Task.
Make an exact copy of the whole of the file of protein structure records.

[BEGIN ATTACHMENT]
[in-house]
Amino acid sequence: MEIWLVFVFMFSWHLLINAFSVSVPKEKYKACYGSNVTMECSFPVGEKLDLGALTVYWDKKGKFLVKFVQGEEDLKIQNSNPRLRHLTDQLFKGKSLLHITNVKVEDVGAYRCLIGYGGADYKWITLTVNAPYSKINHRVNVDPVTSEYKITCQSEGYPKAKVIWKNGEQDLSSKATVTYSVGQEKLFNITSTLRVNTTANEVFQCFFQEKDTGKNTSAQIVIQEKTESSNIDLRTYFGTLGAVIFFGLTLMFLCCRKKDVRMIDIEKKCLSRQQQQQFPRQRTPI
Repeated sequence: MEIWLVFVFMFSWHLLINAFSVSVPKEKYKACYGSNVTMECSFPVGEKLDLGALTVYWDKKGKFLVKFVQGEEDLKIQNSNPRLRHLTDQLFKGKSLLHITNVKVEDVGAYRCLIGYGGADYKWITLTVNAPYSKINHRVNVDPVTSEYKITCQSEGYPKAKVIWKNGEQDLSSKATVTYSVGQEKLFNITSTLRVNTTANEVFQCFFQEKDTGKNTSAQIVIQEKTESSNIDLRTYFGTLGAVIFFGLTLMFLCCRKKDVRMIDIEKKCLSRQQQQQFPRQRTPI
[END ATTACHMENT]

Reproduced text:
[in-house]
Amino acid sequence: MEIWLVFVFMFSWHLLINAFSVSVPKEKYKACYGSNVTMECSFPVGEKLDLGALTVYWDKKGKFLVKFVQGEEDLKIQNSNPRLRHLTDQLFKGKSLLHITNVKVEDVGAYRCLIGYGGADYKWITLTVNAPYSKINHRVNVDPVTSEYKITCQSEGYPKAKVIWKNGEQDLSSKATVTYSVGQEKLFNITSTLRVNTTANEVFQCFFQEKDTGKNTSAQIVIQEKTESSNIDLRTYFGTLGAVIFFGLTLMFLCCRKKDVRMIDIEKKCLSRQQQQQFPRQRTPI
Repeated sequence: MEIWLVFVFMFSWHLLINAFSVSVPKEKYKACYGSNVTMECSFPVGEKLDLGALTVYWDKKGKFLVKFVQGEEDLKIQNSNPRLRHLTDQLFKGKSLLHITNVKVEDVGAYRCLIGYGGADYKWITLTVNAPYSKINHRVNVDPVTSEYKITCQSEGYPKAKVIWKNGEQDLSSKATVTYSVGQEKLFNITSTLRVNTTANEVFQCFFQEKDTGKNTSAQIVIQEKTESSNIDLRTYFGTLGAVIFFGLTLMFLCCRKKDVRMIDIEKKCLSRQQQQQFPRQRTPI